Nothing yields high customer satisfaction like turning an unhappy customer into a happy one. Complaints represent an opportunity for you to build a positive relationship between the customer and your brand. As a benchmark, you should always try to turn a complaint into a return — either to the same item or a similar one to a similar price. It is also largely beneficial if you can swiftly accept a complaint with the use of tools such as pictures and comments, thereby not needing to send it back. Combine this with the speedy delivery of the new product and you will be faced with a happy and impressed customer — securing the sale.

Expected returns

Expected returns represent the proportion of your return rate that is made up of customers who buy several different sizes and variations of the same item in order to be sure. There is a lot that can be done here. Largely, this will take the form of proactive measures based on customer feedback in combination with high-quality product images, descriptions and sizing guides, that will allow the customer to feel secure in their decision prior to making the purchase. Additionally, there are ways to teach the customer about new buying patterns, such as “express exchanges” that can largely remove the need for ordering several different sizes. Read more about that here.


This represents a small but costly part or returns — especially for larger players. A way to mitigate this is to digitalise as well as communicate to the consumer that they will be rewarded with good service if the process is handled well or else pay for their behaviour. So, the customer is not always right and it is up to you to communicate what type of behaviour is acceptable and what is not — in a good way, of course.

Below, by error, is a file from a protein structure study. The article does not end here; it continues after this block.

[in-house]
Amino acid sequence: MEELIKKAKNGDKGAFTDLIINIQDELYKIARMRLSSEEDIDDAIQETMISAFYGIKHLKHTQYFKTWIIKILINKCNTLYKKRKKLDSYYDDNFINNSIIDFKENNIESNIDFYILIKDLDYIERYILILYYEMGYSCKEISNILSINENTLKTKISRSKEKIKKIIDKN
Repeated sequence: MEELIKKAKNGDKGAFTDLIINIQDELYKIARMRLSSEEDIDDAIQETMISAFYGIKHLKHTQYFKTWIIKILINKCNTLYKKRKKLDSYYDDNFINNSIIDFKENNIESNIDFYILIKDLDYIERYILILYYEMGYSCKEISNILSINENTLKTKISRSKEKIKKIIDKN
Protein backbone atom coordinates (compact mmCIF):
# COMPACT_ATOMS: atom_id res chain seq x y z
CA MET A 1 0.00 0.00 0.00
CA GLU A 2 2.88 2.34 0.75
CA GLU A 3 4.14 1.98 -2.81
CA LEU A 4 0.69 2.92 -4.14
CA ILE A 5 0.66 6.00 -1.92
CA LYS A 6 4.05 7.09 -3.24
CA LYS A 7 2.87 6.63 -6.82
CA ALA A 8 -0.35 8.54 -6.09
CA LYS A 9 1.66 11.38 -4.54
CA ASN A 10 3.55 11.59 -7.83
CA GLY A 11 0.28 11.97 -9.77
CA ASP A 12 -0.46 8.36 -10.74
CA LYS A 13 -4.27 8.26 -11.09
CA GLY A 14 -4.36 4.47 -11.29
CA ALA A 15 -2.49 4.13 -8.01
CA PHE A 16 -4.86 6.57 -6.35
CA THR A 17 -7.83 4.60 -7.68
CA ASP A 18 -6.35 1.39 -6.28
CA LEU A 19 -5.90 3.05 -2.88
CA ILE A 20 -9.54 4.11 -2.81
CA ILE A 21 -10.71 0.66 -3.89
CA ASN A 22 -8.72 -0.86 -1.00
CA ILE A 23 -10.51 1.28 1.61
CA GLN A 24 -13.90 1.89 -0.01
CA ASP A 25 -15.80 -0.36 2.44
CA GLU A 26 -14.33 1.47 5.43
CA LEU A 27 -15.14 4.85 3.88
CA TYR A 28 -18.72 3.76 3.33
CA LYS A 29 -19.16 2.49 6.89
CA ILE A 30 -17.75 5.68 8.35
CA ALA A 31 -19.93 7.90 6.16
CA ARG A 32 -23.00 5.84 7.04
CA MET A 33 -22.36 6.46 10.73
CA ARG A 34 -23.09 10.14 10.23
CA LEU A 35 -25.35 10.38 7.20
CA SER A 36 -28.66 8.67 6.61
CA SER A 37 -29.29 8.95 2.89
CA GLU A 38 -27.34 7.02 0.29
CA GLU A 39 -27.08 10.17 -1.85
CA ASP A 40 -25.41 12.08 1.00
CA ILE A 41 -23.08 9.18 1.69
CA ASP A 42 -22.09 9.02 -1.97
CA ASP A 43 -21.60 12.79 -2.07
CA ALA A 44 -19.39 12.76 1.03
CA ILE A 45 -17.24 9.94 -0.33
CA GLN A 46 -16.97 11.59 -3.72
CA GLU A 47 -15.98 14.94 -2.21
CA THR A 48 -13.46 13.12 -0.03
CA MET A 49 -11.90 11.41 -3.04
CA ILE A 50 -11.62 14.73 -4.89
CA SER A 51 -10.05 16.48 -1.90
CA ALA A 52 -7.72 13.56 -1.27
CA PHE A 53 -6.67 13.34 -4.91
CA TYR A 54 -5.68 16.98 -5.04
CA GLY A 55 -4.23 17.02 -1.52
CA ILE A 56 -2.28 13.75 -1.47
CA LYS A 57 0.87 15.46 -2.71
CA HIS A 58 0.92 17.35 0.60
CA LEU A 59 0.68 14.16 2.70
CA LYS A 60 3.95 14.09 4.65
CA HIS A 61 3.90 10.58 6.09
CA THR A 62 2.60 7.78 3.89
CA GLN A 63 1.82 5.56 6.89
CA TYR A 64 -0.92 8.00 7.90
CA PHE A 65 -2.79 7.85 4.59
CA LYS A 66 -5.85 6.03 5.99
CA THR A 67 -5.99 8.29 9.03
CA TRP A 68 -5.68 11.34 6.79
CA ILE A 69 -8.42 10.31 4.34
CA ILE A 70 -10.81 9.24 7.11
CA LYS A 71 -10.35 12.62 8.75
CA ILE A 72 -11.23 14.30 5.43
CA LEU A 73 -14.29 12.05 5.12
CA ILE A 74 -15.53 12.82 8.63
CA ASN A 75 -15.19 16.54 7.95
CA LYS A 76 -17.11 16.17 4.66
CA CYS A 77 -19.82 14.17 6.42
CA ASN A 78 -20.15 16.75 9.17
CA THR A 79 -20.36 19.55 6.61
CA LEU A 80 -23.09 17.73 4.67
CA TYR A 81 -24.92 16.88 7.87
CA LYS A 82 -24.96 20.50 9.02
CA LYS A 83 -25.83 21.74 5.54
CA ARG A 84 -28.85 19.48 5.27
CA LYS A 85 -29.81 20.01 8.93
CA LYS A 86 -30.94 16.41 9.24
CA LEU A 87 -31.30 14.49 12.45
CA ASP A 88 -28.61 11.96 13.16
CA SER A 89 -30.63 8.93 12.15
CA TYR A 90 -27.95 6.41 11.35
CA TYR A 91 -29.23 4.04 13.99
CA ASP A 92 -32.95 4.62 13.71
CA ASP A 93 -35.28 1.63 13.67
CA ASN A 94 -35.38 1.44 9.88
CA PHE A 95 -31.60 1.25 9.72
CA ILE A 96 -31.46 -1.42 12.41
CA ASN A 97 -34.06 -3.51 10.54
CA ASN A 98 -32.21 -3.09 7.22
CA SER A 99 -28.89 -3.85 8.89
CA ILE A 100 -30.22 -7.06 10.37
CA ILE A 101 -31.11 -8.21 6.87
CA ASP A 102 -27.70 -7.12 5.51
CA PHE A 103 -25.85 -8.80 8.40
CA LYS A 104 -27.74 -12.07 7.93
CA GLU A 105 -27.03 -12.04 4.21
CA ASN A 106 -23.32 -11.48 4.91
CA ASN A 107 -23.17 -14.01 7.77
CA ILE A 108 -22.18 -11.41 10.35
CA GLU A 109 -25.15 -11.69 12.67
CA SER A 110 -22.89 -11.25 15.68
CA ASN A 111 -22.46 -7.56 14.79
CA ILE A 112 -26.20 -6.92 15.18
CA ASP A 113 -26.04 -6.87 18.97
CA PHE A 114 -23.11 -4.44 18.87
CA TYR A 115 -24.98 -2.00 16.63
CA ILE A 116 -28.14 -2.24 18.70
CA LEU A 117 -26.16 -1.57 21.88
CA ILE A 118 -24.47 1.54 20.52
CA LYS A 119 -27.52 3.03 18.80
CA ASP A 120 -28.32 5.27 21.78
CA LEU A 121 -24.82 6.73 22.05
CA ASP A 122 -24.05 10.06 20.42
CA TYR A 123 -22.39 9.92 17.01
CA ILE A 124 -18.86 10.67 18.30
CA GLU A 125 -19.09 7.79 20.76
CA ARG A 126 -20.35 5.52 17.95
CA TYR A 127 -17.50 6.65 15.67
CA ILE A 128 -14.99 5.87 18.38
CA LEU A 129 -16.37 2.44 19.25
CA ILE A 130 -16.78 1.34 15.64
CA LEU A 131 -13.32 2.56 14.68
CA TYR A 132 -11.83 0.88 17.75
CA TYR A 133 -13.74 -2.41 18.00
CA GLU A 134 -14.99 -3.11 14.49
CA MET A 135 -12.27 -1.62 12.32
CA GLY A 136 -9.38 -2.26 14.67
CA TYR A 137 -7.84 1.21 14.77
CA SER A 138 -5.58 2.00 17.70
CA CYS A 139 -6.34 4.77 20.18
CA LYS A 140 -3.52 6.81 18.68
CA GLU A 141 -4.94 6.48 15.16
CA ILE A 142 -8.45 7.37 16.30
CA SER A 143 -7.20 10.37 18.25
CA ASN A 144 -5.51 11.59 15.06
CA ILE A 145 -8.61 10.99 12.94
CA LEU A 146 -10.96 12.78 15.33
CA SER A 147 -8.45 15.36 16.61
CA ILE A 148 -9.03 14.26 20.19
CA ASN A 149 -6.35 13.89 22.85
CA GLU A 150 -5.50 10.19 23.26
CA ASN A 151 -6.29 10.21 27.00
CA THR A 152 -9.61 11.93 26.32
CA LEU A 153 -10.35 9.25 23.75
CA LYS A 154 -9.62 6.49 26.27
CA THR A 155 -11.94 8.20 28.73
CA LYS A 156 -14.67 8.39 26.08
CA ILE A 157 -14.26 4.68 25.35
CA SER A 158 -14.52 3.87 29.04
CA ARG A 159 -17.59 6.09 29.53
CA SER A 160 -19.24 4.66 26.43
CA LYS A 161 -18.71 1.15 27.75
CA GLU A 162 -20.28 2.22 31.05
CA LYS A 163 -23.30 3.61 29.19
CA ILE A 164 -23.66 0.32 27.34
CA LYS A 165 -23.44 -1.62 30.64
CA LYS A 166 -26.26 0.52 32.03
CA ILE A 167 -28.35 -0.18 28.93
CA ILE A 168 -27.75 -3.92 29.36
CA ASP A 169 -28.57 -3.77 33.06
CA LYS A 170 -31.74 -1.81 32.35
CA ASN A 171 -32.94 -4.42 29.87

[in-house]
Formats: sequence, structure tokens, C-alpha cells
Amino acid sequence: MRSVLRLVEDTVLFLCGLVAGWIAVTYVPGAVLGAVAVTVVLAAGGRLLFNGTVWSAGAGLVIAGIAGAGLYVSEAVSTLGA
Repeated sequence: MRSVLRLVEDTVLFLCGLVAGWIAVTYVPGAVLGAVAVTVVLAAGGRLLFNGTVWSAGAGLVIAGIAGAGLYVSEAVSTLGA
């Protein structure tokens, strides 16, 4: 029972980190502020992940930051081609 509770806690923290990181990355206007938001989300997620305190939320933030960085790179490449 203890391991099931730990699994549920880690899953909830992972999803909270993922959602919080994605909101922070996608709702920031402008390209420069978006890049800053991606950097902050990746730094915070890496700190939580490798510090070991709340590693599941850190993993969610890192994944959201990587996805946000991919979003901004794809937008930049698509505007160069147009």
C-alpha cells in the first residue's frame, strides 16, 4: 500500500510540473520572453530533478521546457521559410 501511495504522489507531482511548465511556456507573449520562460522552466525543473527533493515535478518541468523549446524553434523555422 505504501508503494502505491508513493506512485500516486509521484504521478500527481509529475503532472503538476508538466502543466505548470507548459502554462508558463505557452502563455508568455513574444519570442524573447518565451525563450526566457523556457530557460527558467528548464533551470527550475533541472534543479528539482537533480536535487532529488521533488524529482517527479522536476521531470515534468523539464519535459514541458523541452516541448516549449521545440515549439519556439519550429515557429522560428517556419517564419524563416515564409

“Try on at home” effect

Here it is! Let’s face it, the fact that the changing room now exists in the homes of customers is a huge driver for e-commerce and needs to be accepted as a recurring cost. It is worth noting that the ease and cost of returns can have varying effects on consumer behaviour. If you are not properly managing every different type of return (i.e. the ones that we have gone through in this post), it is easy to draw the conclusion that this section is responsible for all returns and to say that all returns are, in turn, bad, costly and frustrating. However, by managing all the separate parts and viewing them as sources of competitive advantage and profit margin, then the unavoidable “try at home effect” actually becomes quite manageable. Additionally, this also contributes to how your brand, customer journey and buying experience is perceived. It is important to note that there is a lot of room for improvement when it comes to smartness and cost-effectiveness in this section.

So, what is a good return rate? Well, a good return rate is one that is well-managed — where you are in full control of every individual section and thereby maximising your business value. If handled correctly, about 50% of your returns represent a business opportunity. Yes, the remaining 50% cost money, but also play a huge role when it comes to brand perception and cost-effective customer service.

If you haven’t done so already, it is time for you to determine how much value you can derive from each individual area, and what effects this will have on your business. The most important thing is to:

Stop focusing on how high your return rate is and start looking at what parts of it you can improve — for both your sake and your customers’.

Cheers, Markus